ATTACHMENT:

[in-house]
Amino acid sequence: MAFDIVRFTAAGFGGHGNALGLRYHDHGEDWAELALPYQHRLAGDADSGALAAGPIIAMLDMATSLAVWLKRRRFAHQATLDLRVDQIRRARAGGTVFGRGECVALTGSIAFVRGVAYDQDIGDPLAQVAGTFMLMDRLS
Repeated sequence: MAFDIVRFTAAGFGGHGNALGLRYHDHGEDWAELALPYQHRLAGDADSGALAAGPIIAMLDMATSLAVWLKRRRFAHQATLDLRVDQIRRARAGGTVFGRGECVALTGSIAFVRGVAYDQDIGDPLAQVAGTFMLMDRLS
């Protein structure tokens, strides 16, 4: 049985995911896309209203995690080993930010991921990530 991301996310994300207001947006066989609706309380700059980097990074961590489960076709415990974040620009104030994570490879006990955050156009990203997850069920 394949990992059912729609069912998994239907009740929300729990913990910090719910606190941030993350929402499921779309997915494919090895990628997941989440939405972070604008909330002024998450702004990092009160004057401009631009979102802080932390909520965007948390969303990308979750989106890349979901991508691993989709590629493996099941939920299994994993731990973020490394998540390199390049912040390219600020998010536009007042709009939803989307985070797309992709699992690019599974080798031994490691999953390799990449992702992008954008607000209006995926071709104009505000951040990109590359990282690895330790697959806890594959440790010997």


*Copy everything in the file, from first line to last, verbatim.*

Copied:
[in-house]
Amino acid sequence: MAFDIVRFTAAGFGGHGNALGLRYHDHGEDWAELALPYQHRLAGDADSGALAAGPIIAMLDMATSLAVWLKRRRFAHQATLDLRVDQIRRARAGGTVFGRGECVALTGSIAFVRGVAYDQDIGDPLAQVAGTFMLMDRLS
Repeated sequence: MAFDIVRFTAAGFGGHGNALGLRYHDHGEDWAELALPYQHRLAGDADSGALAAGPIIAMLDMATSLAVWLKRRRFAHQATLDLRVDQIRRARAGGTVFGRGECVALTGSIAFVRGVAYDQDIGDPLAQVAGTFMLMDRLS
């Protein structure tokens, strides 16, 4: 049985995911896309209203995690080993930010991921990530 991301996310994300207001947006066989609706309380700059980097990074961590489960076709415990974040620009104030994570490879006990955050156009990203997850069920 394949990992059912729609069912998994239907009740929300729990913990910090719910606190941030993350929402499921779309997915494919090895990628997941989440939405972070604008909330002024998450702004990092009160004057401009631009979102802080932390909520965007948390969303990308979750989106890349979901991508691993989709590629493996099941939920299994994993731990973020490394998540390199390049912040390219600020998010536009007042709009939803989307985070797309992709699992690019599974080798031994490691999953390799990449992702992008954008607000209006995926071709104009505000951040990109590359990282690895330790697959806890594959440790010997």